Substantial variation in SBP response to common antihypertensive drugs

Heterogeneity in Blood Pressure Response to 4 Antihypertensive Drugs: A Randomized Clinical Trial

Literature - Sundström J, Lind L, Nowrouzi S, et al. - JAMA. 2023 Apr 11;329(14):1160-1169. doi: 10.1001/jama.2023.3322

Introduction and methods


While multiple classes of highly effective blood pressure (BP)–lowering drugs are widely available [1], it is unknown whether the optimal choice of BP-lowering therapy varies between patients and whether personalized hypertension treatment can maximize clinical benefit.

Aim of the study

The study aim was to investigate and quantify the potential for personalized drug therapy in hypertension to maximize BP-lowering effects.


The PHYSIC (Precision Hypertension Care) trial was a randomized, double-blind, repeated crossover trial conducted at an outpatient research clinic of the Uppsala University Hospital in Sweden. In this trial, 280 patients aged 40–75 years with grade 1 hypertension (i.e., systolic BP (SBP): 140–159 mmHg) who were pharmacologically untreated or used BP-lowering monotherapy at inclusion (indicating a low-risk primary prevention sample) were included.

After completion of a 2-week run-in period with placebo, participants were assigned to a sequence of 6 treatment periods administered in random order. A treatment period (7–9 weeks’ duration) consisted of treatment with candesartan 16 mg (ARB), lisinopril 20 mg (ACEi), amlodipine 10 mg (calcium channel blocker), or hydrochlorothiazide 25 mg (thiazide). In addition, every patient repeated 2 of the treatment periods selected at random. Between each treatment period, there was a 1-week washout period with placebo. The primary analysis of the trial comprised 1486 completed treatment periods (median length: 56 days) in 270 patients.


The primary endpoint was daytime (10:00–20:00 h) ambulatory SBP, measured at the end of each treatment period.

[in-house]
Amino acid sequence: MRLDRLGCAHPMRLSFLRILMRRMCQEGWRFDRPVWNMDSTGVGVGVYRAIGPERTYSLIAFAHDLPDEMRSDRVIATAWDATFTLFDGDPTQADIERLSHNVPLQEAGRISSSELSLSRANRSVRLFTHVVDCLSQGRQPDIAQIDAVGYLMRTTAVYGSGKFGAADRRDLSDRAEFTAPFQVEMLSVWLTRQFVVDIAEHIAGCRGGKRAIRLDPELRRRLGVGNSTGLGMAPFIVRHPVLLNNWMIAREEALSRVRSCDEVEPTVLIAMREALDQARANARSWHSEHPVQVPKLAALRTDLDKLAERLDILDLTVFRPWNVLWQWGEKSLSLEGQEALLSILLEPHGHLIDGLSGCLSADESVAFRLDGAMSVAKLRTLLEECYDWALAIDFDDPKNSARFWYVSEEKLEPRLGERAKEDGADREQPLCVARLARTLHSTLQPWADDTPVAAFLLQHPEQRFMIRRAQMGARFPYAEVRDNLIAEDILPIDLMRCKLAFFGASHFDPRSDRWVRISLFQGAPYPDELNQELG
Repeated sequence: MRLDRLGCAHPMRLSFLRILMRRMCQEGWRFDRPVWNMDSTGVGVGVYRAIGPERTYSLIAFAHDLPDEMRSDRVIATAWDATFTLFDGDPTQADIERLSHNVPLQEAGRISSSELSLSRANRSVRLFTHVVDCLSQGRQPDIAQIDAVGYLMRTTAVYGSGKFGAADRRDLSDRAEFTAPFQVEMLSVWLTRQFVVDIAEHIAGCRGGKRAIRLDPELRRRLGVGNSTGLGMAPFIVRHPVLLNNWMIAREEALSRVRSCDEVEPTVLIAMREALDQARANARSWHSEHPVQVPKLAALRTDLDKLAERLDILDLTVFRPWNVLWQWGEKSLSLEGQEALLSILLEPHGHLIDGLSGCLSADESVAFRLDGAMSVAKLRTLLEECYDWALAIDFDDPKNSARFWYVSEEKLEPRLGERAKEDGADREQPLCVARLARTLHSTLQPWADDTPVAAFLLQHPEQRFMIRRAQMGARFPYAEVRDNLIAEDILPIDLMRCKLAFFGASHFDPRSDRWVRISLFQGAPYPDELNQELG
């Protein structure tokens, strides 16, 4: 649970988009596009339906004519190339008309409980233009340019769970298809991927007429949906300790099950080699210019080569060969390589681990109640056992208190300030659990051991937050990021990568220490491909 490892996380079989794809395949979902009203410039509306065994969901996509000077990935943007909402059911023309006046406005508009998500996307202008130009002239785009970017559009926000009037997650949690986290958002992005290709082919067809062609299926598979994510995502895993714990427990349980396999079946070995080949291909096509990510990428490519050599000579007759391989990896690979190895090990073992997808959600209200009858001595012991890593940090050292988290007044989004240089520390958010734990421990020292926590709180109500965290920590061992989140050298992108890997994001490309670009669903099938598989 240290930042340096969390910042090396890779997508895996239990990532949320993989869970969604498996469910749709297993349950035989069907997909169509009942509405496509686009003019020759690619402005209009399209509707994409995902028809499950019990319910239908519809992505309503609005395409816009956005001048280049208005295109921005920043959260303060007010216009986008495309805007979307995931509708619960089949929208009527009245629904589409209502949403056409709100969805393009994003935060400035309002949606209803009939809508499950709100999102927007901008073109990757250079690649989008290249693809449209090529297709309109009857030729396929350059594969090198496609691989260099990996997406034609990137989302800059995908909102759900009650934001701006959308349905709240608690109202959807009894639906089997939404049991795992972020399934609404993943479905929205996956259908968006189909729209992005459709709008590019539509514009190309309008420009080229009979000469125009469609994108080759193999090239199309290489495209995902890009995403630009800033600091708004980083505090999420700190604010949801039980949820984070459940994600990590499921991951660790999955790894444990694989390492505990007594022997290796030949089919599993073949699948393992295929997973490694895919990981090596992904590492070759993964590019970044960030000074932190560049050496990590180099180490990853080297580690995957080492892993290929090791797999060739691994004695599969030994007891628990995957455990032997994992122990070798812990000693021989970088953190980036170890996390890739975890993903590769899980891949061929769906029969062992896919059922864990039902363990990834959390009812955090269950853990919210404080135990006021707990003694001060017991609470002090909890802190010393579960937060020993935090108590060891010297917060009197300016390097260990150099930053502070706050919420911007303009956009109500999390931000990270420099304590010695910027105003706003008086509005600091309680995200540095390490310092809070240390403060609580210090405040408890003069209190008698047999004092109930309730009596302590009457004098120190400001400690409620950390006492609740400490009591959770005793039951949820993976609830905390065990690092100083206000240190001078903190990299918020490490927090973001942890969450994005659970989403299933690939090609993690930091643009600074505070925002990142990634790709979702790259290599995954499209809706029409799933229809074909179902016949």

Main results

Variability in drug treatment effects

  • SBP response to different treatments varied substantially (overall P<0.001). A higher mean BP was seen for patients treated with hydrochlorothiazide compared with any of the other 3 drugs (all P<0.001), for amlodipine compared with lisinopril (P=0.02), and for candesartan compared with lisinopril (P<0.001).
  • Large variations in mean SBP were also observed between patients, within patients taking the same treatment, and between treatments in the same patient.

Potential for personalized treatment

  • Using a fitted model, personalized treatment using single-drug therapy would on average lower SBP by 4.4 mmHg in the trial population compared with a fixed drug choice.
  • As lisinopril was on average the most efficacious of the 4 drugs, personalized treatment would still lead to an SBP reduction of 3.1 mmHg compared with lisinopril.
  • Major differences in treatment response were ruled out for the choices of lisinopril versus candesartan and hydrochlorothiazide versus amlodipine.
  • The other 4 comparisons showed marked differences in treatment response, with particularly large benefits to be made by personalizing the choice between candesartan and amlodipine and between lisinopril and amlodipine.


The Swedish PHYSIC trial showed that the SBP response to 4 widely used antihypertensive drug classes varied considerably between patients with hypertension. Personalized treatment had the potential to lower SBP by 4.4 mmHg compared with a fixed drug choice.


1. Neal B, MacMahon S, Chapman N; Blood Pressure Lowering Treatment Trialists’ Collaboration. Effects of ACE inhibitors, calcium antagonists, and other blood-pressure-lowering drugs: results of prospectively designed overviews of randomised trials: Blood Pressure Lowering Treatment Trialists’ Collaboration. Lancet. 2000;356(9246):1955-1964. doi:10.1016/S0140-6736(00)03307-9

Find this article online at JAMA.

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